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Dr. Renato Giorgini dies; leader in podiatric medicine was 71

A family photo shows Dr. Renato Giorgini, who

A family photo shows Dr. Renato Giorgini, who served as chief of podiatry at Good Samaritan Hospital. He died April 17, 2015 of complications from liver cancer. Credit: Family photo

A leader and innovator in the field of podiatric medicine. A dedicated teacher and mentor to physicians in training. A loving family man. An esteemed colleague.

Those were some of the ways family and friends Monday described Dr. Renato Giorgini, who died April 17 of complications from liver cancer at Good Samaritan Hospital in West Islip. He was 71.

One of his daughters, Dr. Tara Giorgini, an orthopedic surgeon who resides in Rome, Italy, said her father was "extremely generous" to his family, and "dedicated" to his students, colleagues and patients.

He lived in West Islip with his wife of nearly 50 years, Florence Giorgini, whom he met when both attended college in Pennsylvania. "We married in 1965 -- Aug. 28. We just didn't make 50 years," she said.

At the time of his death, Giorgini was chief of podiatry and program director of podiatry residency at Good Samaritan Hospital.

Lauded for his excellence in teaching, Giorgini was also a professor at the New York College of Podiatric Medicine in Manhattan, where he joined the faculty in 1971, said the college's dean and vice president for academic affairs, Dr. Michael Trepal. Giorgini was chairman of the college's department of surgery from 1972 to 1983, and also served as residency director. "He really was involved with the podiatric surgical education of four decades of students," Trepal said.

Dr. Gino Giorgini, a retired gastroenterologist who is now medical director for care and utilization at Good Samaritan Hospital, cited his cousin's "standout qualities" in teaching, adding, "he trained podiatrists all over the place." He added his cousin was also "well-respected for his development and maintaining the accreditation of the podiatric program" at Good Samaritan.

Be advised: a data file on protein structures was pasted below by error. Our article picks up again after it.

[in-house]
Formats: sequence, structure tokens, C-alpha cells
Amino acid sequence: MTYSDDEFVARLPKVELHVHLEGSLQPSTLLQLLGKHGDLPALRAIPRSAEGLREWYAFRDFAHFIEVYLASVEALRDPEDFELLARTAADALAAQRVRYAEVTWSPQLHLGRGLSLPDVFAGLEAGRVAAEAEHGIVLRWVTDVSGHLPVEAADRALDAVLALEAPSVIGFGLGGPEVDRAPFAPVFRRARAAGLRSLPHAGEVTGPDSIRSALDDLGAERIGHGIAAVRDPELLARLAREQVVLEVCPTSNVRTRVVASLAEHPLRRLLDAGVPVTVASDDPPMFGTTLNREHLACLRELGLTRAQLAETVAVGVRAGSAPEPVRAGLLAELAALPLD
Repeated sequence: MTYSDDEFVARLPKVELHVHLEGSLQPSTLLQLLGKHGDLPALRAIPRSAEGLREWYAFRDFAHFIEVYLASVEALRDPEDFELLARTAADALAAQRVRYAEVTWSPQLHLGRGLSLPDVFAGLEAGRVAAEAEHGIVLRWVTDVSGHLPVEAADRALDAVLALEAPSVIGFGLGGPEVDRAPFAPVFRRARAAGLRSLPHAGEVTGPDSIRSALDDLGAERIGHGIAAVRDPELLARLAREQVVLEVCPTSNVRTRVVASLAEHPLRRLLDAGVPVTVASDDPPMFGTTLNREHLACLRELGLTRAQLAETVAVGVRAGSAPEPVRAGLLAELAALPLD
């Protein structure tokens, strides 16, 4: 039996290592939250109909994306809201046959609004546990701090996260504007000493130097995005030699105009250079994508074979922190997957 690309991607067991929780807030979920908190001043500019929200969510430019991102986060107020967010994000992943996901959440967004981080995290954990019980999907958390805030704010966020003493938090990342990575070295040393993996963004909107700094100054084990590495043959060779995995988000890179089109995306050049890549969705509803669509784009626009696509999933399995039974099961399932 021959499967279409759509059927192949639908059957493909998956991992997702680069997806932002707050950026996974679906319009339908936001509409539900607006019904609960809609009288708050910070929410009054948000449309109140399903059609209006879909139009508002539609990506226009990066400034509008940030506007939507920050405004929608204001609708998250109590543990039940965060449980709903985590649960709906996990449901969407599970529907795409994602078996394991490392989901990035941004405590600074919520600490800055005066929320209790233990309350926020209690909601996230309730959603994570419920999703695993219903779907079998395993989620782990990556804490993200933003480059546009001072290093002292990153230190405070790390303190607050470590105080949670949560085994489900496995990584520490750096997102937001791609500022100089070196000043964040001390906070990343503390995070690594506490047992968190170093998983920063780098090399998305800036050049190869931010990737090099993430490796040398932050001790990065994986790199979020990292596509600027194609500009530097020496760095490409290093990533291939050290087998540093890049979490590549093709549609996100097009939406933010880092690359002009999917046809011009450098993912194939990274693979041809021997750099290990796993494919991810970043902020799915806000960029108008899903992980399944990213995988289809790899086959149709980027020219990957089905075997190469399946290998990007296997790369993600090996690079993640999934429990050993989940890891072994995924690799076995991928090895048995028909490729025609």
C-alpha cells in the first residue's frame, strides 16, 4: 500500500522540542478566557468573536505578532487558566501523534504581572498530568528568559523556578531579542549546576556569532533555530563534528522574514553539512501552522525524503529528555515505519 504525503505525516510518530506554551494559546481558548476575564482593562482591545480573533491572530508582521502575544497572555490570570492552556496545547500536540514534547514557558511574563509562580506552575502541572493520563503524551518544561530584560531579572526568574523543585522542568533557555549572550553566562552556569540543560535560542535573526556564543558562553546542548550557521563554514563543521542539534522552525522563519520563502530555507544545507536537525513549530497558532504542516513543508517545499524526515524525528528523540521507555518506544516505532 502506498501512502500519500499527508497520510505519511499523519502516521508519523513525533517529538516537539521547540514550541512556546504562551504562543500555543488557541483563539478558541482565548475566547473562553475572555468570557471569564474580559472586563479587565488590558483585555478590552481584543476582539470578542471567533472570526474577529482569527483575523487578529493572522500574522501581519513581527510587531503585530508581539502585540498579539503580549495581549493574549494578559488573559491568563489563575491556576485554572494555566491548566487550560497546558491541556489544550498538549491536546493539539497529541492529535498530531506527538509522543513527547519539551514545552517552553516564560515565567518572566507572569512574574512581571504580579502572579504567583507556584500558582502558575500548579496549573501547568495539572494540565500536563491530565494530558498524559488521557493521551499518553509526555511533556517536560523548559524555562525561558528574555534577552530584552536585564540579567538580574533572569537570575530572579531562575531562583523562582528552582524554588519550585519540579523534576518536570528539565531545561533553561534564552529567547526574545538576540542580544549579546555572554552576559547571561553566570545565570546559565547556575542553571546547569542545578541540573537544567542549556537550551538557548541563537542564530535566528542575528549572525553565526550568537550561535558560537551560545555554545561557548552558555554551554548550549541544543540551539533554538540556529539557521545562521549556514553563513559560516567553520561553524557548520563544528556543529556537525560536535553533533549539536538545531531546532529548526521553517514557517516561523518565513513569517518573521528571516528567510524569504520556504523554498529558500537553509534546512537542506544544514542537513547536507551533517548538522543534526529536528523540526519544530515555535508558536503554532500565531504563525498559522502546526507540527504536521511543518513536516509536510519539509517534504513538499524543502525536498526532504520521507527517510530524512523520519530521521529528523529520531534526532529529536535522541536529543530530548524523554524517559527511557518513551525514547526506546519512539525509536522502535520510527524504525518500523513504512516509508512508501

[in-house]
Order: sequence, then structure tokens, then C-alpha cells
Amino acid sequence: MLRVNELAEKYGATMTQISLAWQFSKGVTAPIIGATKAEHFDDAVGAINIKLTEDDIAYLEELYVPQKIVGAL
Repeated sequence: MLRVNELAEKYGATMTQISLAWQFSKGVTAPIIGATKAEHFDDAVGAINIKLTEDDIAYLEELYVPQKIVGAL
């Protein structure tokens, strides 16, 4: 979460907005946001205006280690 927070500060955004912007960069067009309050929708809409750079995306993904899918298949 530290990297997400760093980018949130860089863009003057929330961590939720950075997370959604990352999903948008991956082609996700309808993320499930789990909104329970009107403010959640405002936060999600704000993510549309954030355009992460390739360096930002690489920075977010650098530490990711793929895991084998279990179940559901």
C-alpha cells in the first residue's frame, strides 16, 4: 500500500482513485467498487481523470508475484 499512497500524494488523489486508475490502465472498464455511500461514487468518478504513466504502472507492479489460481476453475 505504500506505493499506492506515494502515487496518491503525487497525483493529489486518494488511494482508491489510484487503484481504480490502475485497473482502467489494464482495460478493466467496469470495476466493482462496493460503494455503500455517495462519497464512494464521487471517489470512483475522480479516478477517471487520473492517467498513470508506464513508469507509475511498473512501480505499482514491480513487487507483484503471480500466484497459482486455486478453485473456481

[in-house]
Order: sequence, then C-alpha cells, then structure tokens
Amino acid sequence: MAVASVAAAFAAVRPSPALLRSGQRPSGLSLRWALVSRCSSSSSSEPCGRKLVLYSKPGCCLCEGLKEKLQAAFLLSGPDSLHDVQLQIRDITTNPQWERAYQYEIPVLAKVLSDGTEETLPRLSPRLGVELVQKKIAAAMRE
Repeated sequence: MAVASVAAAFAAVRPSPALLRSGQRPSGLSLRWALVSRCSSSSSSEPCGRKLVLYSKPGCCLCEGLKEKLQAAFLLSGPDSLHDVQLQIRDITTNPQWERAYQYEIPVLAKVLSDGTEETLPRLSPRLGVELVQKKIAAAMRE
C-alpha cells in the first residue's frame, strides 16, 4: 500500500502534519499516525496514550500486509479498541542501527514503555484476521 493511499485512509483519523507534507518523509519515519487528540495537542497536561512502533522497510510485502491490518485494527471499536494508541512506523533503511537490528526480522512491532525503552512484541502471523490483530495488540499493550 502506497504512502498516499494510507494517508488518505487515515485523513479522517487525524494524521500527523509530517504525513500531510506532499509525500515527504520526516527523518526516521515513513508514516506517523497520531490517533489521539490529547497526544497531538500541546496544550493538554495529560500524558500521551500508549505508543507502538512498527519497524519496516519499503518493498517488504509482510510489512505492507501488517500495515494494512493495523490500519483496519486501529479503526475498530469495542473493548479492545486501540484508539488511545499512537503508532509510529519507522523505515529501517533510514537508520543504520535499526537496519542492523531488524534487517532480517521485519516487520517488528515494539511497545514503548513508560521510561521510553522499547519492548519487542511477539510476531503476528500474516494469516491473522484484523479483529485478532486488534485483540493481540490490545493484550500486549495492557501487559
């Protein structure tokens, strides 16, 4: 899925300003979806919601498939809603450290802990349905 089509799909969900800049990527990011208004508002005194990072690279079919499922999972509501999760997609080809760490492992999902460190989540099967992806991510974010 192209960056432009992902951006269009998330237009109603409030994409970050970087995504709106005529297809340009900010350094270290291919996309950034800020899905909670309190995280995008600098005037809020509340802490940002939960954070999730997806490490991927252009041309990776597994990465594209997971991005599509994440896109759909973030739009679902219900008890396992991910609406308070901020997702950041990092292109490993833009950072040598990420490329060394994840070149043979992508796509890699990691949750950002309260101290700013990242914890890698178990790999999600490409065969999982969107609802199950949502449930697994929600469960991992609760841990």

Several of Renato Giorgini's former students wrote tributes to him posted to the Podiatry Medicine website,

Dr. Philip Wrotslavsky of San Diego wrote: "Dr. Giorgini as you know was a leader in the podiatric world. He was an innovator, a teacher, and a mentor to many. He told me many times, 'If you want to learn, I'll teach it to you.' "

Giorgini was born in Copiague. He graduated from Copiague High School in 1960. He earned a bachelor's degree in biology from Villanova University in 1964; and a medical degree in 1968 from what is now known as the Temple University College of Podiatric Medicine in Philadelphia.

He returned to New York in 1970 and set up his practice on South Wellwood Avenue in Lindenhurst in a building owned by his brother, Arthur, a lawyer. "His brother was upstairs and gave Rennie the room downstairs," his wife recalled. Giorgini's brother died last year.

Giorgini later moved to a different office on the same street, where "he practiced until the last," his wife said.

He lectured widely in the United States and abroad, and had professional certifications from the American Podiatric Medical Association and the American College of Foot and Ankle Surgeons, his daughter said.

Other immediate survivors include another daughter, Tanya L. Giorgini of Manhattan; a son-in-law, Dr. Michele Calderaro, Dr. Tara Giorgini's husband; a sister-in-law, Ada Giorgini of Amityville; and two grandchildren.

A funeral was held April 20 at St. Patrick's Roman Catholic Church in Bay Shore; burial followed at Amityville Cemetery in Amityville.

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